It’s no secret that getting married is becoming increasingly difficult for young Muslims. But when it does work out, it’s an unbelievably happy occasion. Two people have finally found the one they want to spend their life with. They’ve found someone to start a family with and embark on sharing all of life’s adventures.
What’s this got to do with student loans?
I want you to picture two people [the following is based on a true story we have come across in the course of doing this project]. One is in graduate school, and one just recently started working full time. They met 2 years ago, and got engaged a year ago. Not only are they both excited about getting married, but their families are also head over heels happy. Everything is a perfect fit – religious, cultural, education – all the normal variables.
As they inch closer and closer to their wedding date, they have one of those “uncomfortable” conversations that each had been putting off. After all, when you’re in love, what need is there for uncomfortable conversations – love conquers all. The young Muslim couple to be decides that they should quickly talk about finances, just to make sure they haven’t missed anything.
We have to pause here for a second and understand their backgrounds. Let’s call the one in grad school ‘Person A’ and the one working ‘Person B’ – these are intentionally being kept gender neutral. While the two people were very much compatible, and very much in love (all Bollywood style and everything), they had never actually discussed the financial aspects of their upbringing. Perhaps it was because they’d taken it for granted, assumed others had the same experience, or it just wasn’t as important as the other things they stayed up all night talking to each other about for the past few months. But as they would soon learn, part of what makes opposites attract also includes finances.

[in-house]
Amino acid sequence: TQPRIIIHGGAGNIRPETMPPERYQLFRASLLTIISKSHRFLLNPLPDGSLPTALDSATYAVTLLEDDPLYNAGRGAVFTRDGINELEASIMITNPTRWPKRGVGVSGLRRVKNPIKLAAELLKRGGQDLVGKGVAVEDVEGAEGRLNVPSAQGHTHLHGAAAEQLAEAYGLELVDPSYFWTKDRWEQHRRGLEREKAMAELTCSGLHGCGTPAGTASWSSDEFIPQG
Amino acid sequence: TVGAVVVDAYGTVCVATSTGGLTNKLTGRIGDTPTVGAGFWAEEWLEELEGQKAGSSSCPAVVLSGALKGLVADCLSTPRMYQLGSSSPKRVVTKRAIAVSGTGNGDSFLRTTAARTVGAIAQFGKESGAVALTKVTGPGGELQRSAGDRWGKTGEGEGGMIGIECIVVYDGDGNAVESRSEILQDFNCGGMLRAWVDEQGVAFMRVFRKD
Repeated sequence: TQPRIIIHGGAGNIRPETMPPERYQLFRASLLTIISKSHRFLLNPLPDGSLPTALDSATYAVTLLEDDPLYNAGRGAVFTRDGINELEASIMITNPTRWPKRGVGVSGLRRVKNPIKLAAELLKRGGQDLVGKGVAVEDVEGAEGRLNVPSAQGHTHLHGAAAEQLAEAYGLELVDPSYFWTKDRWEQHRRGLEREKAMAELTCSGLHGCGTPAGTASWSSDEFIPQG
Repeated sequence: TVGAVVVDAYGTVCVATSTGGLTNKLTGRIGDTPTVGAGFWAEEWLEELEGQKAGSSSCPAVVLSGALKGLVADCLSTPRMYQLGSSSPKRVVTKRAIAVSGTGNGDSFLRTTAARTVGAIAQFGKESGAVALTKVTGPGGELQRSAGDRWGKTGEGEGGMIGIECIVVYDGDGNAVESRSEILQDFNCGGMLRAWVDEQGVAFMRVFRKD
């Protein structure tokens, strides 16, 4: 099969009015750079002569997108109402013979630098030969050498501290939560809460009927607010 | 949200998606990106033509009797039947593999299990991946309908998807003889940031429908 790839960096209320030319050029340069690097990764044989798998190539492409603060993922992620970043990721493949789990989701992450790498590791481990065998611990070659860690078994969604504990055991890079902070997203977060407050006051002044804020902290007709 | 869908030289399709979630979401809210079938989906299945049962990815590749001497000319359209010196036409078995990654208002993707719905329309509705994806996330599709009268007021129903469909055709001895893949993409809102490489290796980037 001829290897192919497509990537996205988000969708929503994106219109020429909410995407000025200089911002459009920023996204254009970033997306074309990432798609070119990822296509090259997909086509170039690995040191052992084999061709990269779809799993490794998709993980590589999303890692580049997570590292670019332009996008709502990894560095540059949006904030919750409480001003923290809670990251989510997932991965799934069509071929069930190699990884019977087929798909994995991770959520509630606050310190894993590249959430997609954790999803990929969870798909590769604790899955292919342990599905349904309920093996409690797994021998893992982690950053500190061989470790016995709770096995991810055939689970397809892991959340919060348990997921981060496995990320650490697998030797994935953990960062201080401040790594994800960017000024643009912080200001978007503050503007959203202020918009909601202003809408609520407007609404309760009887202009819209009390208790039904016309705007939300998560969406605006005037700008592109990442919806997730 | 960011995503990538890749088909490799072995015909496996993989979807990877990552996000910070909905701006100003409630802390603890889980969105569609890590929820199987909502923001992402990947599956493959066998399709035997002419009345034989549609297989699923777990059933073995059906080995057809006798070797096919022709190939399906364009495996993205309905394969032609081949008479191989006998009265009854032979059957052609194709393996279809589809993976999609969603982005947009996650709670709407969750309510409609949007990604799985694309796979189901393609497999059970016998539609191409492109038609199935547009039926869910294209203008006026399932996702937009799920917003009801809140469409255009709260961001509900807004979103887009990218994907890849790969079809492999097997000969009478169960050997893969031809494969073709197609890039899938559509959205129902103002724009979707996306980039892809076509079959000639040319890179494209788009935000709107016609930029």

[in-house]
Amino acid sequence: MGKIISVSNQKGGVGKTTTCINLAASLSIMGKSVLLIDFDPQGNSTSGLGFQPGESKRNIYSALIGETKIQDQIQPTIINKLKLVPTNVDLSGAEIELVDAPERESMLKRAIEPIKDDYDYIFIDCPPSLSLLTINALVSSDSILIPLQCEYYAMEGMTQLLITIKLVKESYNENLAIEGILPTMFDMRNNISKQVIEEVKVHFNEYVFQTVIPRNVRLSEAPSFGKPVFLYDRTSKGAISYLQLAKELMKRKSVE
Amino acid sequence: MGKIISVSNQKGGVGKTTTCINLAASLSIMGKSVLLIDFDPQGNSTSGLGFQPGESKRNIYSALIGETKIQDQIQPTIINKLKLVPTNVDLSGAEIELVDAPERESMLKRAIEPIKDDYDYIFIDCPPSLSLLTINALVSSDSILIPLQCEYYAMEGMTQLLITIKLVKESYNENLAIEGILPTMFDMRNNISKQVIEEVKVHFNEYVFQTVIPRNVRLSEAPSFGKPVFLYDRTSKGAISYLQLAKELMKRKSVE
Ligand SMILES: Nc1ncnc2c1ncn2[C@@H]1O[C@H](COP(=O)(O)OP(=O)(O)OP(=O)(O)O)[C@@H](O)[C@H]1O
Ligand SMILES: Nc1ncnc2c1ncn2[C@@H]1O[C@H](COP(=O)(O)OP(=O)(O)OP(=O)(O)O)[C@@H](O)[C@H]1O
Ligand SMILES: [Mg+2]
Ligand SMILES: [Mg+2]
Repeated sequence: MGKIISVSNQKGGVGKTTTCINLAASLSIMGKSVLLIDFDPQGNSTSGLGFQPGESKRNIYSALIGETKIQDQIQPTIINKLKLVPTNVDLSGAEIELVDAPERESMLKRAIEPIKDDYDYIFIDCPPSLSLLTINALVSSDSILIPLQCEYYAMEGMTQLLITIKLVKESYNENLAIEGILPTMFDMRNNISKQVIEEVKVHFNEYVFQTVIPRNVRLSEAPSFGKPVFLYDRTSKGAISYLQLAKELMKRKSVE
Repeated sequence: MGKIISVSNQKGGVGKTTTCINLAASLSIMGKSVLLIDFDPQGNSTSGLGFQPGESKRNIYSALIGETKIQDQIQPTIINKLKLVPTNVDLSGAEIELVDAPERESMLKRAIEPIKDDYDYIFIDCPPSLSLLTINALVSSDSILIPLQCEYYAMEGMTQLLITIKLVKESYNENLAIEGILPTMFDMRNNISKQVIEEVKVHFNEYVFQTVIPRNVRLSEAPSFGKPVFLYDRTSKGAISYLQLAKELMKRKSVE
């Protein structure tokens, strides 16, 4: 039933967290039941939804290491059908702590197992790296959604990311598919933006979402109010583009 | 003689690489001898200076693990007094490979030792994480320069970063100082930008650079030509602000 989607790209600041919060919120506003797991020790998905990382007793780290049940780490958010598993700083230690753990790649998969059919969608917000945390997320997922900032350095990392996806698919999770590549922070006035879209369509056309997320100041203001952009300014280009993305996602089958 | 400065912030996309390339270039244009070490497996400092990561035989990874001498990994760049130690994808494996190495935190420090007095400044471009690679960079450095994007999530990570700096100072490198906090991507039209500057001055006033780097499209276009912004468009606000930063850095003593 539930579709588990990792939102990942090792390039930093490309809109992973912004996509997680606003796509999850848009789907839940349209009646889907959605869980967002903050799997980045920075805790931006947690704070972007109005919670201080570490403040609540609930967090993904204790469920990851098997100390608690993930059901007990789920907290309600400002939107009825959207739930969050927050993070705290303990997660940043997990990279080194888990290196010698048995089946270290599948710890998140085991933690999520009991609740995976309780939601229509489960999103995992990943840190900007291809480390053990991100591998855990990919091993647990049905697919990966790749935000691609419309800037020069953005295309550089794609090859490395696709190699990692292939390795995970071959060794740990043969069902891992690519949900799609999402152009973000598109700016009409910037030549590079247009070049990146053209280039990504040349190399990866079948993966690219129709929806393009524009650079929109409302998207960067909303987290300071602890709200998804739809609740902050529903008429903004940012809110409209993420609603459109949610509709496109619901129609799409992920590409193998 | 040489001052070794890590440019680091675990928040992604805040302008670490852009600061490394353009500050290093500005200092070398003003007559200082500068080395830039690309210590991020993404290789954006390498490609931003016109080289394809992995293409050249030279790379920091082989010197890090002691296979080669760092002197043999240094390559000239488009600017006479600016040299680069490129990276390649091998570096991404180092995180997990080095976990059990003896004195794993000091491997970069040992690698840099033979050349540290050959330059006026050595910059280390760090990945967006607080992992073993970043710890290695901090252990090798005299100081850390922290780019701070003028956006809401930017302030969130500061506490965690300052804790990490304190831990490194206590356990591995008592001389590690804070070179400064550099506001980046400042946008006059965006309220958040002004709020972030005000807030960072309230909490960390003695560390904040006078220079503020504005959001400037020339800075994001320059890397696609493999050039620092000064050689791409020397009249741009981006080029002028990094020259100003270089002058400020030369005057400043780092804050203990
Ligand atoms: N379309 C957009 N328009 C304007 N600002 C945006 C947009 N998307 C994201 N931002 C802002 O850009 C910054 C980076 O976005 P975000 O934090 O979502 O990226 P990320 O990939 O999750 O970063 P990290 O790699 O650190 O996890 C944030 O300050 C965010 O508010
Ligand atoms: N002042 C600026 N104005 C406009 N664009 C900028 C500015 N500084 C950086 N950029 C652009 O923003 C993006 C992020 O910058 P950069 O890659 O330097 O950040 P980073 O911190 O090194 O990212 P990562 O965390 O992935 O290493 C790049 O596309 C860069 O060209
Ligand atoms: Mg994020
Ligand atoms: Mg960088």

They started talking about their views on finances and how they were each raised. In the course of 2 years, this topic had never once come up.
Person A grew up very spoiled. Their parents never said no to anything. If they wanted it, they got it one way or another. It helped that their family was fairly well to do, but they never really talked about managing money. So it’s no surprise that Person A went to their dream school, and then progressed on to law school – sitting one year away from graduation with a tidy $107,450 in student loan debts (and counting). In fact, aside from a part time campus job to provide some extra spending money, Person A had never even really held a job.
Person B grew up being taught to value every single dollar. Their father had unfortunately been laid off a few times during their childhood, so they were very familiar with what it meant to have to worry about the lights and water being turned off. They had been working evenings and weekends since they were 16. This wasn’t just spending money, but this was the only way to survive. All the siblings in the family worked. That’s how they were able to afford buying extra cars, paying the insurance, and just simply covering the other day to day expenses of the household. All the extra money leftover didn’t go to fun – it went to saving for education. Debt was not an option, and the family didn’t have much saved. But both parents were working extra hours to help save tuition money to provide their children with better opportunities. When Person B finally got that first job, it was at an entry level salary but still a call for enjoyment. They sent their first paycheck to their parents, and diligently started saving money to get married and start their new married life.